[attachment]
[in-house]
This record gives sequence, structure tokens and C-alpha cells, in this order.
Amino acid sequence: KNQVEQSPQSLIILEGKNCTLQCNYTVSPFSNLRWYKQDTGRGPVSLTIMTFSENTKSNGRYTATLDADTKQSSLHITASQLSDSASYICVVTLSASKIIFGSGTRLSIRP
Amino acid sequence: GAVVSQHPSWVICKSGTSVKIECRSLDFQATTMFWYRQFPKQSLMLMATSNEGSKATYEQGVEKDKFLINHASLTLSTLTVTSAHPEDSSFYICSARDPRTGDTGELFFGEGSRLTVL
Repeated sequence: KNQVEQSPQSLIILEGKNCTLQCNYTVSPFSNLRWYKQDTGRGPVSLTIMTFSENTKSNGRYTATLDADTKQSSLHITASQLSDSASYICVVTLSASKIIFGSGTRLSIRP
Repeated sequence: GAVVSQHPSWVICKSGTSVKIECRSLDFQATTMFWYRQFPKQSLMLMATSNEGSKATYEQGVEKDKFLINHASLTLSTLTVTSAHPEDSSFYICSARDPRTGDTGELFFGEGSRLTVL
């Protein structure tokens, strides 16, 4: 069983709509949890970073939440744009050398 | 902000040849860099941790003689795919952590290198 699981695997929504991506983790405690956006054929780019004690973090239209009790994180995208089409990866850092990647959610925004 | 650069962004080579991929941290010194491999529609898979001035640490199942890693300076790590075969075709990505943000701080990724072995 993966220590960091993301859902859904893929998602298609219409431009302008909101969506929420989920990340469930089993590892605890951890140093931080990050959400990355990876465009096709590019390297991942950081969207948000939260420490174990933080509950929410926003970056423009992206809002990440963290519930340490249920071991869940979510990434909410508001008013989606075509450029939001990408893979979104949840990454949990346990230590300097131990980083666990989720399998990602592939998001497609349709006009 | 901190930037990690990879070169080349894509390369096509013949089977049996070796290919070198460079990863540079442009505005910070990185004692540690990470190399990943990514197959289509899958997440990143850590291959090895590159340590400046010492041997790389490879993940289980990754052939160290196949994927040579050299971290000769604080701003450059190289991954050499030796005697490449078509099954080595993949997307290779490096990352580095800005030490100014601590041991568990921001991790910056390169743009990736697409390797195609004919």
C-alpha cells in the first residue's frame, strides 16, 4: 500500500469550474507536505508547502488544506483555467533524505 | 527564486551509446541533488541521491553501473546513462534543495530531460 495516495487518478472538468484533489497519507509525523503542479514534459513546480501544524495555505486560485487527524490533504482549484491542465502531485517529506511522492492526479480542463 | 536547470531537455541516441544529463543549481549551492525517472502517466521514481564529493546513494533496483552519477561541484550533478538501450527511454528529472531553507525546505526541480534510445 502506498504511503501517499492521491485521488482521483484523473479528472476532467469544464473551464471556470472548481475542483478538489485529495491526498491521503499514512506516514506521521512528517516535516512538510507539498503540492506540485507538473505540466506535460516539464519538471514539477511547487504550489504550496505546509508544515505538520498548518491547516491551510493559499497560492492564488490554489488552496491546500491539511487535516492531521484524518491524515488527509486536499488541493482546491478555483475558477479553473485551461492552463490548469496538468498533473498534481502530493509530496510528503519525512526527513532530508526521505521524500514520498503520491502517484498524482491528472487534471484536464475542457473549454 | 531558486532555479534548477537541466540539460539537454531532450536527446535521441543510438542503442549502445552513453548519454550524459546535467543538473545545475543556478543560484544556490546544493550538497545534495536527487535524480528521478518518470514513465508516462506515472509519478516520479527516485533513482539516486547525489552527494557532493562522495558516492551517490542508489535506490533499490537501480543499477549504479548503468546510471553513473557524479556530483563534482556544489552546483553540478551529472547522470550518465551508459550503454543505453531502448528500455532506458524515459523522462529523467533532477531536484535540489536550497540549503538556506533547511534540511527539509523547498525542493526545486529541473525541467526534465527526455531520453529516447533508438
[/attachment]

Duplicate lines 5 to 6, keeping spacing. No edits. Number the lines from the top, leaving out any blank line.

Repeated sequence: KNQVEQSPQSLIILEGKNCTLQCNYTVSPFSNLRWYKQDTGRGPVSLTIMTFSENTKSNGRYTATLDADTKQSSLHITASQLSDSASYICVVTLSASKIIFGSGTRLSIRP
Repeated sequence: GAVVSQHPSWVICKSGTSVKIECRSLDFQATTMFWYRQFPKQSLMLMATSNEGSKATYEQGVEKDKFLINHASLTLSTLTVTSAHPEDSSFYICSARDPRTGDTGELFFGEGSRLTVL